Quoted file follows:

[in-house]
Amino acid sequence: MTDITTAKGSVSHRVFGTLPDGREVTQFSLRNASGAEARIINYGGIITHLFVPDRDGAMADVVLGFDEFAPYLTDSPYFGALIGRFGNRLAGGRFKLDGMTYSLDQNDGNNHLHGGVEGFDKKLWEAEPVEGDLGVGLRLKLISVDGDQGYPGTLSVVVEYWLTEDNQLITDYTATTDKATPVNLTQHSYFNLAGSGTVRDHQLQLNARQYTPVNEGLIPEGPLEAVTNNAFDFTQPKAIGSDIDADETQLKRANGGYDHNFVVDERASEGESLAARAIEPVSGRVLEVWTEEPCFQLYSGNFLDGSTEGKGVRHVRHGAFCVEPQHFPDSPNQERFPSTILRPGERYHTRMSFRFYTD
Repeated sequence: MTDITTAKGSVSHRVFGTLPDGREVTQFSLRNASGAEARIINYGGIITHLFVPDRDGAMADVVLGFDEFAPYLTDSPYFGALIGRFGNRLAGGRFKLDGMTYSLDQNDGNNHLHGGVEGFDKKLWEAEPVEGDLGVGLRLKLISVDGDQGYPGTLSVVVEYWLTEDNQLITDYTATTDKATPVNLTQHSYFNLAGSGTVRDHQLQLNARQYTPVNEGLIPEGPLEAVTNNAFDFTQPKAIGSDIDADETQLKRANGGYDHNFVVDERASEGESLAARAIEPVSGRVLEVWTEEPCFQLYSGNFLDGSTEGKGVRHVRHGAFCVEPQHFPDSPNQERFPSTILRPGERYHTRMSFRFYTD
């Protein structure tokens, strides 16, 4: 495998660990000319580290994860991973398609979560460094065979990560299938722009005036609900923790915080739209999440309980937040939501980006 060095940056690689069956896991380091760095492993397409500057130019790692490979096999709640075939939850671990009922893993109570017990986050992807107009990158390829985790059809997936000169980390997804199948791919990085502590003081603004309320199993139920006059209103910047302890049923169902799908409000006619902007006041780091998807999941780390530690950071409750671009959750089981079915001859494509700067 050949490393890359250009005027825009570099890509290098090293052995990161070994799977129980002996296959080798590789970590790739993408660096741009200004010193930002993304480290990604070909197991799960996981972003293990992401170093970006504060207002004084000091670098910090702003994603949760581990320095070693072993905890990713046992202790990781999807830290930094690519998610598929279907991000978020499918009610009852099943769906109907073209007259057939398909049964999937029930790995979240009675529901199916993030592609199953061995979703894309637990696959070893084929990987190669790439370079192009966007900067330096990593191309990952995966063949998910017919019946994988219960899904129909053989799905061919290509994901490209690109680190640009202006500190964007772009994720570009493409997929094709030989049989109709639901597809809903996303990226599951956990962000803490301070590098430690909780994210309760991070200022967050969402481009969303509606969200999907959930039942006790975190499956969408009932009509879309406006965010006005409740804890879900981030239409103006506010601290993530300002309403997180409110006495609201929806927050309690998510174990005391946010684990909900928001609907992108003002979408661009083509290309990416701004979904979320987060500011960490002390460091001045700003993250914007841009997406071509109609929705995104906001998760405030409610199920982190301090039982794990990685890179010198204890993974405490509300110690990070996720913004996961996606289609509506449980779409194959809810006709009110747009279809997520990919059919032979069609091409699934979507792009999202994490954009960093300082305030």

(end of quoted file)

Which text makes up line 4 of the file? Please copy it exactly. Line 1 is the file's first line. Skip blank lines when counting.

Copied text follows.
């Protein structure tokens, strides 16, 4: 495998660990000319580290994860991973398609979560460094065979990560299938722009005036609900923790915080739209999440309980937040939501980006 060095940056690689069956896991380091760095492993397409500057130019790692490979096999709640075939939850671990009922893993109570017990986050992807107009990158390829985790059809997936000169980390997804199948791919990085502590003081603004309320199993139920006059209103910047302890049923169902799908409000006619902007006041780091998807999941780390530690950071409750671009959750089981079915001859494509700067 050949490393890359250009005027825009570099890509290098090293052995990161070994799977129980002996296959080798590789970590790739993408660096741009200004010193930002993304480290990604070909197991799960996981972003293990992401170093970006504060207002004084000091670098910090702003994603949760581990320095070693072993905890990713046992202790990781999807830290930094690519998610598929279907991000978020499918009610009852099943769906109907073209007259057939398909049964999937029930790995979240009675529901199916993030592609199953061995979703894309637990696959070893084929990987190669790439370079192009966007900067330096990593191309990952995966063949998910017919019946994988219960899904129909053989799905061919290509994901490209690109680190640009202006500190964007772009994720570009493409997929094709030989049989109709639901597809809903996303990226599951956990962000803490301070590098430690909780994210309760991070200022967050969402481009969303509606969200999907959930039942006790975190499956969408009932009509879309406006965010006005409740804890879900981030239409103006506010601290993530300002309403997180409110006495609201929806927050309690998510174990005391946010684990909900928001609907992108003002979408661009083509290309990416701004979904979320987060500011960490002390460091001045700003993250914007841009997406071509109609929705995104906001998760405030409610199920982190301090039982794990990685890179010198204890993974405490509300110690990070996720913004996961996606289609509506449980779409194959809810006709009110747009279809997520990919059919032979069609091409699934979507792009999202994490954009960093300082305030």